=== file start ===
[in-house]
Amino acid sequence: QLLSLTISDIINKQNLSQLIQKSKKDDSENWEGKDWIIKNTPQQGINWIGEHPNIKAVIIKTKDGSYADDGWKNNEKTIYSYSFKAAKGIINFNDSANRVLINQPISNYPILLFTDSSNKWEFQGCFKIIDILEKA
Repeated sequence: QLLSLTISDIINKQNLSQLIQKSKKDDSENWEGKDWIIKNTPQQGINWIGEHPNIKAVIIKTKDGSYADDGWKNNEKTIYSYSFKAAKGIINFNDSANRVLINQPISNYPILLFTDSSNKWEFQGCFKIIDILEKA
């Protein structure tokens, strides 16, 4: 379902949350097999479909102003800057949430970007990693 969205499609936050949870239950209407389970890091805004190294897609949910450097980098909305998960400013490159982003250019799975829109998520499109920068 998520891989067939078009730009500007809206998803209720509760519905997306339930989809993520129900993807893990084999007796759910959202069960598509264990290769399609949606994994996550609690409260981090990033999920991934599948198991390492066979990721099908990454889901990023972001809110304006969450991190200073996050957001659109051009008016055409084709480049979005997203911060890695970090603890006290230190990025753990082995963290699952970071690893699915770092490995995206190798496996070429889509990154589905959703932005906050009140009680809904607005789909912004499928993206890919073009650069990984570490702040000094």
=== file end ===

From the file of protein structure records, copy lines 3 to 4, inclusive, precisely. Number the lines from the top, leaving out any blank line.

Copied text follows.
Repeated sequence: QLLSLTISDIINKQNLSQLIQKSKKDDSENWEGKDWIIKNTPQQGINWIGEHPNIKAVIIKTKDGSYADDGWKNNEKTIYSYSFKAAKGIINFNDSANRVLINQPISNYPILLFTDSSNKWEFQGCFKIIDILEKA
């Protein structure tokens, strides 16, 4: 379902949350097999479909102003800057949430970007990693 969205499609936050949870239950209407389970890091805004190294897609949910450097980098909305998960400013490159982003250019799975829109998520499109920068 998520891989067939078009730009500007809206998803209720509760519905997306339930989809993520129900993807893990084999007796759910959202069960598509264990290769399609949606994994996550609690409260981090990033999920991934599948198991390492066979990721099908990454889901990023972001809110304006969450991190200073996050957001659109051009008016055409084709480049979005997203911060890695970090603890006290230190990025753990082995963290699952970071690893699915770092490995995206190798496996070429889509990154589905959703932005906050009140009680809904607005789909912004499928993206890919073009650069990984570490702040000094």